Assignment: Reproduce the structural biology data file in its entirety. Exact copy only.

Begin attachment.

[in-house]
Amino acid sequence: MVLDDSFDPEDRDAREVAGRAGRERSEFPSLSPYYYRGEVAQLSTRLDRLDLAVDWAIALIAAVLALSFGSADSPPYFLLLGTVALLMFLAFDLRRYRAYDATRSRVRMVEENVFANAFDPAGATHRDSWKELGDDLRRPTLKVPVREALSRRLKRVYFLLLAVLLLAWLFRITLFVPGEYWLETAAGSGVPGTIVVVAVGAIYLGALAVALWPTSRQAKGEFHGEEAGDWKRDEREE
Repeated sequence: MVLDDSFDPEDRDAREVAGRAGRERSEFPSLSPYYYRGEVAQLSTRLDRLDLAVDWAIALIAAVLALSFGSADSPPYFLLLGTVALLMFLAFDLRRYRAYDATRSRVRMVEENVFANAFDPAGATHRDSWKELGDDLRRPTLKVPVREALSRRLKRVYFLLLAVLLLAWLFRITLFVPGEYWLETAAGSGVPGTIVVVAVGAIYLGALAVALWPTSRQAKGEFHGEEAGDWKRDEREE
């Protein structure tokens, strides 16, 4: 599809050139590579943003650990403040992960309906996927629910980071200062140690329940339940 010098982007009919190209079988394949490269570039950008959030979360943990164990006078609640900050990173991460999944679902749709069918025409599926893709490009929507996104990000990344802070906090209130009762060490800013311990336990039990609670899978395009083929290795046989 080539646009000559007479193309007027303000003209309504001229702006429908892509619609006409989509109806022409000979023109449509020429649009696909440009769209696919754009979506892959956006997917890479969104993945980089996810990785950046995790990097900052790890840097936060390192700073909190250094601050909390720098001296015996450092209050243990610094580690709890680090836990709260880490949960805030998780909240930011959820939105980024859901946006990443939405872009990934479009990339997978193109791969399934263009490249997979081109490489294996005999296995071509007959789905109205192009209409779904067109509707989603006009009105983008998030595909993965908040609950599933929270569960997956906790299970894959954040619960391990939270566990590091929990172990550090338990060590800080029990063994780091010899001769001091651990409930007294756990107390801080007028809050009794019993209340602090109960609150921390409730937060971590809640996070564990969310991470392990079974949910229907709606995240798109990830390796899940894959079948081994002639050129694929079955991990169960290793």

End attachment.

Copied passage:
[in-house]
Amino acid sequence: MVLDDSFDPEDRDAREVAGRAGRERSEFPSLSPYYYRGEVAQLSTRLDRLDLAVDWAIALIAAVLALSFGSADSPPYFLLLGTVALLMFLAFDLRRYRAYDATRSRVRMVEENVFANAFDPAGATHRDSWKELGDDLRRPTLKVPVREALSRRLKRVYFLLLAVLLLAWLFRITLFVPGEYWLETAAGSGVPGTIVVVAVGAIYLGALAVALWPTSRQAKGEFHGEEAGDWKRDEREE
Repeated sequence: MVLDDSFDPEDRDAREVAGRAGRERSEFPSLSPYYYRGEVAQLSTRLDRLDLAVDWAIALIAAVLALSFGSADSPPYFLLLGTVALLMFLAFDLRRYRAYDATRSRVRMVEENVFANAFDPAGATHRDSWKELGDDLRRPTLKVPVREALSRRLKRVYFLLLAVLLLAWLFRITLFVPGEYWLETAAGSGVPGTIVVVAVGAIYLGALAVALWPTSRQAKGEFHGEEAGDWKRDEREE
């Protein structure tokens, strides 16, 4: 599809050139590579943003650990403040992960309906996927629910980071200062140690329940339940 010098982007009919190209079988394949490269570039950008959030979360943990164990006078609640900050990173991460999944679902749709069918025409599926893709490009929507996104990000990344802070906090209130009762060490800013311990336990039990609670899978395009083929290795046989 080539646009000559007479193309007027303000003209309504001229702006429908892509619609006409989509109806022409000979023109449509020429649009696909440009769209696919754009979506892959956006997917890479969104993945980089996810990785950046995790990097900052790890840097936060390192700073909190250094601050909390720098001296015996450092209050243990610094580690709890680090836990709260880490949960805030998780909240930011959820939105980024859901946006990443939405872009990934479009990339997978193109791969399934263009490249997979081109490489294996005999296995071509007959789905109205192009209409779904067109509707989603006009009105983008998030595909993965908040609950599933929270569960997956906790299970894959954040619960391990939270566990590091929990172990550090338990060590800080029990063994780091010899001769001091651990409930007294756990107390801080007028809050009794019993209340602090109960609150921390409730937060971590809640996070564990969310991470392990079974949910229907709606995240798109990830390796899940894959079948081994002639050129694929079955991990169960290793």